Manchester Art Gallery (MAG), with its renowned Victorian art collection, turned traitor to the cause of art last week. It removed from display a popular Pre-Raphaelite work – John William Waterhouse’s Hylas and the Nymphs – because it shows naked girls seducing a naked boy. In the current climate of #MeToo hysteria, it seems that having such a painting on public view is tantamount to endorsing abuse.

The public expressed their outrage at this act of censorship in no uncertain terms, as evidenced by comments made on the MAG blog and in the gallery itself. And so MAG, to save face, quickly reversed its decision and put the painting back on display. As AC Grayling explains in the Daily Mail, this kind of puritanism can only damage the arts.

But this incident isn’t simply a matter of bad judgement on the part of MAG’s curators. After all, this was not an isolated example of censorship in the arts. Feminist and anti-racist campaigners are increasingly targeting the arts to further their causes, and arts institutions are capitulating to their demands – or, even worse, pre-empting them by engaging in self-censorship.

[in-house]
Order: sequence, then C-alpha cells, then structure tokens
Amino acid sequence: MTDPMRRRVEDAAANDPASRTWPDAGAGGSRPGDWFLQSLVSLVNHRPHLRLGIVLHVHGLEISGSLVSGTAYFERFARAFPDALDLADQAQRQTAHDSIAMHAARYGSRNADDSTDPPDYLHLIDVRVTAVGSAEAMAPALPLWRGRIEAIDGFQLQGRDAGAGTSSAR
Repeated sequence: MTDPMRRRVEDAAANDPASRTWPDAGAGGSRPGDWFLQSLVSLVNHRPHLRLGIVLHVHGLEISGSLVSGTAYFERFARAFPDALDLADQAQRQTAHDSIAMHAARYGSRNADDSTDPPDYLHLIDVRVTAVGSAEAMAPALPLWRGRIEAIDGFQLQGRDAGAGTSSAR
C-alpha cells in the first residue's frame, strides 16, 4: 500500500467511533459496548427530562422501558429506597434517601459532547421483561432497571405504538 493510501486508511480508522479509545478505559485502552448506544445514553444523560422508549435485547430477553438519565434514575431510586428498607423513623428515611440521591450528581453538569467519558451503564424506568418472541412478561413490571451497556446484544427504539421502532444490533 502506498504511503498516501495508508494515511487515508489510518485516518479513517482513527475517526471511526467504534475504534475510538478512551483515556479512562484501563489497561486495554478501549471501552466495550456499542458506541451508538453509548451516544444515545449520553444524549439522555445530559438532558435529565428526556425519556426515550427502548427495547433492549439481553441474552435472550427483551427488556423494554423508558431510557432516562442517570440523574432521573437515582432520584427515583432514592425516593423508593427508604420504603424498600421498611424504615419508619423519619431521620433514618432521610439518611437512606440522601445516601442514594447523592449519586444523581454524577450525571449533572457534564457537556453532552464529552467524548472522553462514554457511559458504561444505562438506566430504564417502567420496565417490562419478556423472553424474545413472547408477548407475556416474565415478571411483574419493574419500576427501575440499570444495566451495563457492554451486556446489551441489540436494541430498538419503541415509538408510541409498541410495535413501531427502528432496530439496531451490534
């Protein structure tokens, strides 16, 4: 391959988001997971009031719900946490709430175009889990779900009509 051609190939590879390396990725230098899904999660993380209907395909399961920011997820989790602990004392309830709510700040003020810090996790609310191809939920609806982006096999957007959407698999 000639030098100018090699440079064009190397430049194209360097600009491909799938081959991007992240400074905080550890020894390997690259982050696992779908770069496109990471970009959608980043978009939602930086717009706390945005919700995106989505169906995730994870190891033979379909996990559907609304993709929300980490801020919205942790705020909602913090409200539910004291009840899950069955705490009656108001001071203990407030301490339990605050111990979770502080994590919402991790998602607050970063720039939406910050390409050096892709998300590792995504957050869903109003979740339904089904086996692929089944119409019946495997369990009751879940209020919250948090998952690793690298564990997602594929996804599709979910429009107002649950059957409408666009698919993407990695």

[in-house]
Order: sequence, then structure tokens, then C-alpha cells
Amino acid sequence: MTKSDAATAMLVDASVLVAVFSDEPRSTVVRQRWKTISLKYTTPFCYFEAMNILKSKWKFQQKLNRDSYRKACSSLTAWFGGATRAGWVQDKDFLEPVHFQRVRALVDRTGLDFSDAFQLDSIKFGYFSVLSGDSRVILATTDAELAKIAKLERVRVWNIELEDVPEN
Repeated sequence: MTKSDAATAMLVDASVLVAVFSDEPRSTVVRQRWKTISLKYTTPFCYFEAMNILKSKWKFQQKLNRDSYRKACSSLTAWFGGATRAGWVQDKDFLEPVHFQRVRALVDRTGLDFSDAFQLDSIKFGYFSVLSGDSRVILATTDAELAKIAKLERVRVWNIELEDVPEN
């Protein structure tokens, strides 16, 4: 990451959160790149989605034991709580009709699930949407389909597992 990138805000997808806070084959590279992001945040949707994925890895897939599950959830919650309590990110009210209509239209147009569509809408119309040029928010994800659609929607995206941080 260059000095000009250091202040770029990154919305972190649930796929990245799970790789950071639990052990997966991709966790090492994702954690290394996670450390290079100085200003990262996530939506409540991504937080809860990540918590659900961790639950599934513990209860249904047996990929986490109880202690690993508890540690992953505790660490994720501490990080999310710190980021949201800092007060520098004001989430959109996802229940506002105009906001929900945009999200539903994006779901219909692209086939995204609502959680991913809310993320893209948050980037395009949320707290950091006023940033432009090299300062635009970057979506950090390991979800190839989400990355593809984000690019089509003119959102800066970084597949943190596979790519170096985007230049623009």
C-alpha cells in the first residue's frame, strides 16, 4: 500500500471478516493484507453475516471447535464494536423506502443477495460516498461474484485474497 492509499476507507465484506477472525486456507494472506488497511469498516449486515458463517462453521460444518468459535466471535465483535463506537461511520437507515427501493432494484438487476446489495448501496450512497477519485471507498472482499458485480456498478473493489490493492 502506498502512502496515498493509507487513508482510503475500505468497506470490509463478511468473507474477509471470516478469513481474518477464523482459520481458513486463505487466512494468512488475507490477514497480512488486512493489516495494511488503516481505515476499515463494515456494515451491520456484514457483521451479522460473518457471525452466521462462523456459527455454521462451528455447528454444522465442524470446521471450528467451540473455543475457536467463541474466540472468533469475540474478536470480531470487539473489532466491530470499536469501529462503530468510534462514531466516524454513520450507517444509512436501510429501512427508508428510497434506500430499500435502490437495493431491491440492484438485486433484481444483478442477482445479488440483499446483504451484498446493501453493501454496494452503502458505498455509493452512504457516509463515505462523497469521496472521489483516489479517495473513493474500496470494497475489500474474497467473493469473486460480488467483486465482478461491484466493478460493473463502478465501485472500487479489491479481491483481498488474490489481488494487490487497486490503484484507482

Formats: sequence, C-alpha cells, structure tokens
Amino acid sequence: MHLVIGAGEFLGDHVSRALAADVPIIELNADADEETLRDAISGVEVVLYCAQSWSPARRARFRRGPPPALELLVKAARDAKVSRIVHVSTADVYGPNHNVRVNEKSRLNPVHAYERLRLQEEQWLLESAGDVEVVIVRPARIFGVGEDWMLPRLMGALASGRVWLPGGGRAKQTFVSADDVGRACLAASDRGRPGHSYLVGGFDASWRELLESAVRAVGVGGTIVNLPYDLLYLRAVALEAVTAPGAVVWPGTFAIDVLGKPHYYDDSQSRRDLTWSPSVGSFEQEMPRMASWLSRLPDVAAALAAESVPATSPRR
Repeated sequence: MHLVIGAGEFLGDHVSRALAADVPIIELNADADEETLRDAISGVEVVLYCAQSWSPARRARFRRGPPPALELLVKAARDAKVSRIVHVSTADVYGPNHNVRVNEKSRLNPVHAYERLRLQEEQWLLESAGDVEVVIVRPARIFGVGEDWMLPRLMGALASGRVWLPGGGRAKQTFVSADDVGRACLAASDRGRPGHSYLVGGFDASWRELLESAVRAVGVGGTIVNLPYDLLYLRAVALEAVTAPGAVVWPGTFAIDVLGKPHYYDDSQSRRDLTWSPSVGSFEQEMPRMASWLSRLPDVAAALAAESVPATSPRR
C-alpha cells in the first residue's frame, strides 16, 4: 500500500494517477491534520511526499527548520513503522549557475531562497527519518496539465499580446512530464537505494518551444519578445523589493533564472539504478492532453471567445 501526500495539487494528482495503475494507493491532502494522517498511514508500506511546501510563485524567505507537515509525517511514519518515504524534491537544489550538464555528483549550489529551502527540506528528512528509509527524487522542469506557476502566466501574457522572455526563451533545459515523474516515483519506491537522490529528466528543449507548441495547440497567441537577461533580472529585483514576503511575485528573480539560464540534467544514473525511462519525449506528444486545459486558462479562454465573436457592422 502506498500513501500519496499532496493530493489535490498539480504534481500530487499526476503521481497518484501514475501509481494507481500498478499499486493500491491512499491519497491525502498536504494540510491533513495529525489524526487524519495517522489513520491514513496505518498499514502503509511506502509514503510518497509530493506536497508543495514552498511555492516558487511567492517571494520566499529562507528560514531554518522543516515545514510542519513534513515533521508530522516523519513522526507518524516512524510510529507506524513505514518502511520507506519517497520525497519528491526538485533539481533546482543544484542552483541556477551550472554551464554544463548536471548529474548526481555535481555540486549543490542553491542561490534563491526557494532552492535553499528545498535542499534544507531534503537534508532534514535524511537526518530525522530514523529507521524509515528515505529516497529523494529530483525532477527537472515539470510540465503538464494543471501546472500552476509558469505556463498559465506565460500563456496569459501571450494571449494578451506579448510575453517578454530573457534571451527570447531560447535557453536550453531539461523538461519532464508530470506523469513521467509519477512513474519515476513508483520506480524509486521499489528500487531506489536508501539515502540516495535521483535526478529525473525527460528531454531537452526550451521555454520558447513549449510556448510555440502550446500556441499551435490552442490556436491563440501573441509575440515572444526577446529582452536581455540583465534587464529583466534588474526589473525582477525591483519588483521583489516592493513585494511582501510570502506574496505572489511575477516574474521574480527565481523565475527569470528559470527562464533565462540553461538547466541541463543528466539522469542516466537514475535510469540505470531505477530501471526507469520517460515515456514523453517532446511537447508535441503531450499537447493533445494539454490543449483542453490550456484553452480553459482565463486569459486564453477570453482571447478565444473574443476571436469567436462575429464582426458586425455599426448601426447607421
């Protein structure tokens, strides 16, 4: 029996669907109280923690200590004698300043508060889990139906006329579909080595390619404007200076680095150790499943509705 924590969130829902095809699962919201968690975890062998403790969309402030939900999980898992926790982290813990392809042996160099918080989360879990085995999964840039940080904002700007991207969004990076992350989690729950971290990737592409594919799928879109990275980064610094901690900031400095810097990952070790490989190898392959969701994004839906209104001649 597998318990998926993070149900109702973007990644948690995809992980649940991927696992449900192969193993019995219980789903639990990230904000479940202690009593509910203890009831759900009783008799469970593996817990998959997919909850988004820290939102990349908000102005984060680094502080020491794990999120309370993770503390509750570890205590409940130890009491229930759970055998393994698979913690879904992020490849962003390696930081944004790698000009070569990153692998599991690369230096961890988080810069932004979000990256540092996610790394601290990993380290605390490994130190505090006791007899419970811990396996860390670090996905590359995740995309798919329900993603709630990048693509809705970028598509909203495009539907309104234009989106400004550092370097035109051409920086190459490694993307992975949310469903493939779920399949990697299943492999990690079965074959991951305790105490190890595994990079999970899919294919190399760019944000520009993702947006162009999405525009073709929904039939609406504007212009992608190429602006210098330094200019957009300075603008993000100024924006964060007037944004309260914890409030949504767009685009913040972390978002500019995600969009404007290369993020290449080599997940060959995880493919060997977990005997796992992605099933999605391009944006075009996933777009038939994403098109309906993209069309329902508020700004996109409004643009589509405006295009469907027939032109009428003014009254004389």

In December, for instance, the Royal Court theatre, a London venue famed for its commitment to freedom of expression, tried to cancel its production of Andrea Dunbar’s Rita, Sue and Bob Too on the grounds that it might offend victims of abuse. As with MAG, public outrage forced the Royal Court to reverse its decision.

In the US, several galleries have been targeted. In New York, two sisters started a petition demanding the Metropolitan Museum of Art remove a painting by Balthus which featured his neighbour’s daughter in an erotic pose. Elsewhere, an artist called Hannah Black sought to get a painting taken down because its white artist depicted the gory consequences of violent racism against a black boy, Emmet Till. Her letter to the Whitney Art Gallery was signed by nearly 50 people working in the arts. Across the Canadian border, in Toronto, a gallery cancelled an exhibition when the artist was accused of cultural appropriation. These are just a few of the many recent examples of censorship and self-censorship in the arts.

What these incidents suggest is that some leading figures have lost their artistic compass. When MAG said it just wanted to ‘start a conversation’ about the issues raised by Hylas and the Nymphs, it expressed an idea that is eating away at the arts: that art is valuable politically, not artistically. Read more